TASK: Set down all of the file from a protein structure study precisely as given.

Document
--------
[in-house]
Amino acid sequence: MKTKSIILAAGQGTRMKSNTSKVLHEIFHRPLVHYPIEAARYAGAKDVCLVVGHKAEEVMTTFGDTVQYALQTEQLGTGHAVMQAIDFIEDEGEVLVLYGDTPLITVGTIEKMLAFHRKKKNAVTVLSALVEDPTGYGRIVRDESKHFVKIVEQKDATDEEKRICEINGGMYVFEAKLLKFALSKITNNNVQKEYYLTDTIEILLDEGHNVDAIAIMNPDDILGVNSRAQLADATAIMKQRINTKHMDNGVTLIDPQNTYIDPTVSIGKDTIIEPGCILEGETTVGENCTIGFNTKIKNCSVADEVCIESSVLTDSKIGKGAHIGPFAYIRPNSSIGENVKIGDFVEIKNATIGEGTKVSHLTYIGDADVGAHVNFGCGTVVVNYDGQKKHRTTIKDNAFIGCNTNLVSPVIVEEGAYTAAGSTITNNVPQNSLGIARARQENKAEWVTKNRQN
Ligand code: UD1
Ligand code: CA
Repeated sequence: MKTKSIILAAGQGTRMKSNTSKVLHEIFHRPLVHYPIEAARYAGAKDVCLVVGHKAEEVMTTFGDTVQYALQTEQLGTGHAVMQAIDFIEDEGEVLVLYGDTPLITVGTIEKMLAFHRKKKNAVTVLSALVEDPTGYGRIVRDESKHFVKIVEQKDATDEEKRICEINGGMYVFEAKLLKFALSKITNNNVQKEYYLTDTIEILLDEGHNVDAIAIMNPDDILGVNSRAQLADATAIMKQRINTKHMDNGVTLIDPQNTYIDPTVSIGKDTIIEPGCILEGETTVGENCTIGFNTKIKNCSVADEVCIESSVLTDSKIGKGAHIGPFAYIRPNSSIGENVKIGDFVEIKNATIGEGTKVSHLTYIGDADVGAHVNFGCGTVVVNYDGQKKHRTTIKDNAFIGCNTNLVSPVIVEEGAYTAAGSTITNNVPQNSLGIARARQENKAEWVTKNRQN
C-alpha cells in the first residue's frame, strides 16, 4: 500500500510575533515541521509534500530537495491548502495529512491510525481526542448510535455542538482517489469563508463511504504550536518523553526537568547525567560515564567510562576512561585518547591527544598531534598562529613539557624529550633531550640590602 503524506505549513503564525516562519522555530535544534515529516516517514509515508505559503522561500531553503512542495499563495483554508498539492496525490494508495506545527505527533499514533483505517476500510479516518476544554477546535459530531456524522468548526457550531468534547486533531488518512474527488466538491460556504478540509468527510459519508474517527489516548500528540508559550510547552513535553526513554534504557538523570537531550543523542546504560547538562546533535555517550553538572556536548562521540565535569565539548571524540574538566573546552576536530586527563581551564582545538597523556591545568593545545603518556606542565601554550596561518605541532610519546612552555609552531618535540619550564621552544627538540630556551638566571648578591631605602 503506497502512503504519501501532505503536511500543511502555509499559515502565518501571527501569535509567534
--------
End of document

[in-house]
Amino acid sequence: MKTKSIILAAGQGTRMKSNTSKVLHEIFHRPLVHYPIEAARYAGAKDVCLVVGHKAEEVMTTFGDTVQYALQTEQLGTGHAVMQAIDFIEDEGEVLVLYGDTPLITVGTIEKMLAFHRKKKNAVTVLSALVEDPTGYGRIVRDESKHFVKIVEQKDATDEEKRICEINGGMYVFEAKLLKFALSKITNNNVQKEYYLTDTIEILLDEGHNVDAIAIMNPDDILGVNSRAQLADATAIMKQRINTKHMDNGVTLIDPQNTYIDPTVSIGKDTIIEPGCILEGETTVGENCTIGFNTKIKNCSVADEVCIESSVLTDSKIGKGAHIGPFAYIRPNSSIGENVKIGDFVEIKNATIGEGTKVSHLTYIGDADVGAHVNFGCGTVVVNYDGQKKHRTTIKDNAFIGCNTNLVSPVIVEEGAYTAAGSTITNNVPQNSLGIARARQENKAEWVTKNRQN
Ligand code: UD1
Ligand code: CA
Repeated sequence: MKTKSIILAAGQGTRMKSNTSKVLHEIFHRPLVHYPIEAARYAGAKDVCLVVGHKAEEVMTTFGDTVQYALQTEQLGTGHAVMQAIDFIEDEGEVLVLYGDTPLITVGTIEKMLAFHRKKKNAVTVLSALVEDPTGYGRIVRDESKHFVKIVEQKDATDEEKRICEINGGMYVFEAKLLKFALSKITNNNVQKEYYLTDTIEILLDEGHNVDAIAIMNPDDILGVNSRAQLADATAIMKQRINTKHMDNGVTLIDPQNTYIDPTVSIGKDTIIEPGCILEGETTVGENCTIGFNTKIKNCSVADEVCIESSVLTDSKIGKGAHIGPFAYIRPNSSIGENVKIGDFVEIKNATIGEGTKVSHLTYIGDADVGAHVNFGCGTVVVNYDGQKKHRTTIKDNAFIGCNTNLVSPVIVEEGAYTAAGSTITNNVPQNSLGIARARQENKAEWVTKNRQN
C-alpha cells in the first residue's frame, strides 16, 4: 500500500510575533515541521509534500530537495491548502495529512491510525481526542448510535455542538482517489469563508463511504504550536518523553526537568547525567560515564567510562576512561585518547591527544598531534598562529613539557624529550633531550640590602 503524506505549513503564525516562519522555530535544534515529516516517514509515508505559503522561500531553503512542495499563495483554508498539492496525490494508495506545527505527533499514533483505517476500510479516518476544554477546535459530531456524522468548526457550531468534547486533531488518512474527488466538491460556504478540509468527510459519508474517527489516548500528540508559550510547552513535553526513554534504557538523570537531550543523542546504560547538562546533535555517550553538572556536548562521540565535569565539548571524540574538566573546552576536530586527563581551564582545538597523556591545568593545545603518556606542565601554550596561518605541532610519546612552555609552531618535540619550564621552544627538540630556551638566571648578591631605602 503506497502512503504519501501532505503536511500543511502555509499559515502565518501571527501569535509567534